JW


Fidelity will not open an account for someone without a US address.

TexasInvestor
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Re: Why can US citizen expats not invest w/Vanguard?

Post by TexasInvestor » Wed Sep 11, 2013 2:22 pm

So if I live abroad but have my Vanguard address as my mother's US home address, is that okay? What would be the best way to transfer money I earn from my salary in Canada to Vanguard funds? Does Vanguard accept wire transfers from Canadian banks, or would I have to transfer the money to a US bank and transfer the money from there? Thanks!

Random Poster
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Re: Why can US citizen expats not invest w/Vanguard?

Post by Random Poster » Wed Sep 11, 2013 2:38 pm

TexasInvestor wrote:So if I live abroad but have my Vanguard address as my mother's US home address, is that okay?


It has, so far, worked for me (although, to be clear, I'm probably not using your mother's address...)

TexasInvestor wrote:What would be the best way to transfer money I earn from my salary in Canada to Vanguard funds? Does Vanguard accept wire transfers from Canadian banks, or would I have to transfer the money to a US bank and transfer the money from there? Thanks!


To be safe, I'd transfer the money to your pre-existing US bank account, which ideally you set up and linked to Vanguard before you moved to Canada. I suspect that the less Vanguard knows of your Canadian living situation, the better for you.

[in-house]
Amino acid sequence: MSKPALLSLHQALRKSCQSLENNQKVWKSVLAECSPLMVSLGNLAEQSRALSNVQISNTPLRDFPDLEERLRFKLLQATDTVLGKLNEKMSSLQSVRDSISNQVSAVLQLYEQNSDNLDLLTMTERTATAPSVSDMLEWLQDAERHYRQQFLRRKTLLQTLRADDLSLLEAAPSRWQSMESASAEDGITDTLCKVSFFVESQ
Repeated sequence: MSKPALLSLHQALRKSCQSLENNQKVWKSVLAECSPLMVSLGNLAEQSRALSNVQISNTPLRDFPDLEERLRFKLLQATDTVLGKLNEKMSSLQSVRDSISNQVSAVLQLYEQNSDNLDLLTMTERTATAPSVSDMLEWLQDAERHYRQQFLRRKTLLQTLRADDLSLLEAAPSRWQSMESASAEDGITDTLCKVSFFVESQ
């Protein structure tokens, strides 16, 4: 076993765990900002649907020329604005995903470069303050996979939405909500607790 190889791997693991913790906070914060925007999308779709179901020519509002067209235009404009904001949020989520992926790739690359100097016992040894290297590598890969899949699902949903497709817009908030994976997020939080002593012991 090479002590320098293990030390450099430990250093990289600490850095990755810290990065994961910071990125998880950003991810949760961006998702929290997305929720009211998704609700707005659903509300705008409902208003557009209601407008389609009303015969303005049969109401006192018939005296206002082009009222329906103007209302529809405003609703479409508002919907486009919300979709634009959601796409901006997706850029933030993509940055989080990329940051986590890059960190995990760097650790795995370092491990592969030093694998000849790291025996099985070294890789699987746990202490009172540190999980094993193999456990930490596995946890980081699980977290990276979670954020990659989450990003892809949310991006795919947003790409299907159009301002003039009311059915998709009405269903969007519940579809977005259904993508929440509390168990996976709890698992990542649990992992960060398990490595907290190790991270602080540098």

umfundi
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Re: Why can US citizen expats not invest w/Vanguard?

Post by umfundi » Wed Sep 11, 2013 3:20 pm

Random Poster wrote:
TexasInvestor wrote:So if I live abroad but have my Vanguard address as my mother's US home address, is that okay?


It has, so far, worked for me (although, to be clear, I'm probably not using your mother's address...)

TexasInvestor wrote:What would be the best way to transfer money I earn from my salary in Canada to Vanguard funds? Does Vanguard accept wire transfers from Canadian banks, or would I have to transfer the money to a US bank and transfer the money from there? Thanks!


To be safe, I'd transfer the money to your pre-existing US bank account, which ideally you set up and linked to Vanguard before you moved to Canada. I suspect that the less Vanguard knows of your Canadian living situation, the better for you.

Just my opinion:

Call Charles Schwab. They will understand exactly what you are wanting to do. Yes, it may be a little more expensive than trading at Vanguard.

This is not difficult, but it is a paperwork hassle. Do not engage with someone who does not want to do it.

There are lots of things you can run afoul of, including the IRS and currency exchange laws. Start with a company that understands and will be on your side.

My sister has a bank account that started as Standard Federal, taken over by LaSalle, taken over by BofA. They would not allow such an account now, but it is grandfathered in. A couple of years ago they froze the account and demanded that she send in a W9. It took weeks to convince them that she should (and had) filed a W8 and that filing a W9 amounted to perjury.

Keith
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bpp
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Re: Why can US citizen expats not invest w/Vanguard?

Post by bpp » Wed Sep 11, 2013 5:48 pm